News Column

The Franchise Road to Business Success

June 11, 2013

Many small-business owners take different paths to entrepreneurship.

Some start from the ground up with an original idea, others become agents of existing companies, while others stake their money in a franchise, like Shon Stevens did.

When he heard the Winter Olympics were coming to Utah in 2002, Stevens, a Salt Lake City native, thought there would be plenty of need for more police officers.

However, after he left the police academy, he discovered there was a hiring freeze for law enforcement.

To get a job, he had to go out of state, where he worked as a cop in Ketchum, Idaho.

"I guess I enjoyed it because I was there for eight years," Stevens said, "but everyone says I was too nice."

After a while, Stevens said seeing car accidents and suicides day after day started to wear him out.

He said he did not have the mentality to be a police officer, and he began helping a friend who owned a Chem-Dry business, cleaning carpets.

Stevens said he enjoyed the work, so when the opportunity came to start his own business, he took a chance and started his own Chem-Dry franchise, responsible for the Ogden area.

Like other franchise owners, Stevens was able to buy into a company's brand and reputation, while also receiving training, supplies and marketing plans.

After completing a training course in Logan, he went on to purchase a van and equipment.

"There were people in the class that had never even touched a carpet cleaner," Stevens said. "For me, it was kind of redundant."

Franchises come in all forms and can range from carpet cleaning to fast-food restaurants to health services.

Davis County Chamber of Commerce President Jim Smith said franchises help entrepreneurs with many of the difficulties of running a small business, such as accounting and supply.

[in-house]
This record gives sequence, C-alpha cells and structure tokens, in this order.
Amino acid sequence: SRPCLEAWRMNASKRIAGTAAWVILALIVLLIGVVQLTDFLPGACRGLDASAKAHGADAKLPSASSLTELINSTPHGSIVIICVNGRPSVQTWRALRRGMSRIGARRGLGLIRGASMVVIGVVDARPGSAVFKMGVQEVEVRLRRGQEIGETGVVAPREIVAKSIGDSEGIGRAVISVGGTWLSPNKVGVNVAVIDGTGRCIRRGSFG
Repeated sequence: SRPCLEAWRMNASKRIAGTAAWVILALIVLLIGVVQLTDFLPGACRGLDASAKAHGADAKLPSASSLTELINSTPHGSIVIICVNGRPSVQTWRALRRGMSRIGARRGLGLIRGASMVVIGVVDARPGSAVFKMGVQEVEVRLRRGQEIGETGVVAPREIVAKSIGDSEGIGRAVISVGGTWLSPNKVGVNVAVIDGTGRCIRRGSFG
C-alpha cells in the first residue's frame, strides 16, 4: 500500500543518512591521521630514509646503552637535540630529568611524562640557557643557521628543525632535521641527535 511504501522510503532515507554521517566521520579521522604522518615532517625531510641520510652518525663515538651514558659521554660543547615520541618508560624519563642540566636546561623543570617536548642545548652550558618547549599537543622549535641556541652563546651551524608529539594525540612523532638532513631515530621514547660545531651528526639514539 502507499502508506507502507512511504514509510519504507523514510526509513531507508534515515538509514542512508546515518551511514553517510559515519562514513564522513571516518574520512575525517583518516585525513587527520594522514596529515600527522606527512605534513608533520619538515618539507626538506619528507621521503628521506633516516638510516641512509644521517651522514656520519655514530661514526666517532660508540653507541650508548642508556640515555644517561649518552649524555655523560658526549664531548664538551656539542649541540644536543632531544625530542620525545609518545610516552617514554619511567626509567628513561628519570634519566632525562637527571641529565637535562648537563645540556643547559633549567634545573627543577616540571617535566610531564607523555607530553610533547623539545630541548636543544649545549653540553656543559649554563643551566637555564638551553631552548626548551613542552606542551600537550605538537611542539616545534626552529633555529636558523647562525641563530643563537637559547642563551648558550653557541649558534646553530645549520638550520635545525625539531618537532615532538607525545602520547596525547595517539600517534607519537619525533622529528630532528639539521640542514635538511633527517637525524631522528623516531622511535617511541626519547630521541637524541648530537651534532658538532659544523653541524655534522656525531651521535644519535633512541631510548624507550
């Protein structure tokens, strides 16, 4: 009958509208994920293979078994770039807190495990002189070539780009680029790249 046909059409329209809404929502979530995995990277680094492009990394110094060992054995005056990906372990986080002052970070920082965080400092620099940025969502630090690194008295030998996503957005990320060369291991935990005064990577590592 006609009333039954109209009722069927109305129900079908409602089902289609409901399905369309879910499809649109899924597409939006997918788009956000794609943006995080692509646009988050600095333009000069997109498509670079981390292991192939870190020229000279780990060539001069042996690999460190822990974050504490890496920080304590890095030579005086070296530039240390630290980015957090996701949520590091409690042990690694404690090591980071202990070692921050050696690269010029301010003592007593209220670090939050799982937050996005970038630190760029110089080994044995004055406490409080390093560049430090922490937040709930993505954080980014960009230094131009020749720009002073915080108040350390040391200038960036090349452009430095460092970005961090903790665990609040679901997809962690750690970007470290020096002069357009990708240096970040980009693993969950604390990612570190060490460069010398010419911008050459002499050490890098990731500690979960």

"Franchising is a very valid way to begin a new business," Smith said. "The franchisors have taken out a lot of the guess work of starting a business. If you come in with the energy and dedication, you can make a real go of starting a business."

But the idea for the franchise has to start somewhere.

For years, Jason and Nancy Prince have been involved in teaching and working in structural integration therapy, which is supposed to help manage pain by restructuring the body.

The Princes decided to take their plan for a structural integration approach to massage therapy, and create their own franchise.

The couple partnered with their longtime business associate Martin Metzler and created Structura Body Therapies. Their location is at 6112 S. 1550 East, No. 203, South Ogden.

The first franchised Structura Body Therapies clinic will open in Chandler, Ariz., this summer.

"This has been a dream come true for my husband and I for many years," Nancy Price said.

She said they do not see anyone else offering such services.

"We do see a void in the marketplace and we are prepared to fill it," she said.

Metzler said by franchising the company, and keeping it affordable, they can reach many more people.

"They didn't want to limit themselves to a small business or a local area," Metzler said. "I looked at it as a business and I have rarely seen such a business that is so needed, so viable. This will change the face of health care out there."

While a franchise may buy brand recognition and training, it is a significant monetary investment and the business owner gives up independence. The franchisee must follow the guidelines set by the company to carry its name.

Stevens said one reason he went with Chem-Dry was because the franchise was within his price range.

"Something like a Subway wouldn't have been possible money-wise," Stevens said.

According to franchise network group FranNet, those interested in starting a franchise should consider demand, competition, ability to operate a business, name recognition, training and support services and growth.

But for those who use franchising as a path to entrepreneurship, it is a chance to be their own boss.

"You don't have to answer to anybody," Stevens said, "you just have to make the people that you clean happy."


(c)2013 the Standard-Examiner (Ogden, Utah)

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Source: Copyright Standard-Examiner (Ogden, UT) 2013

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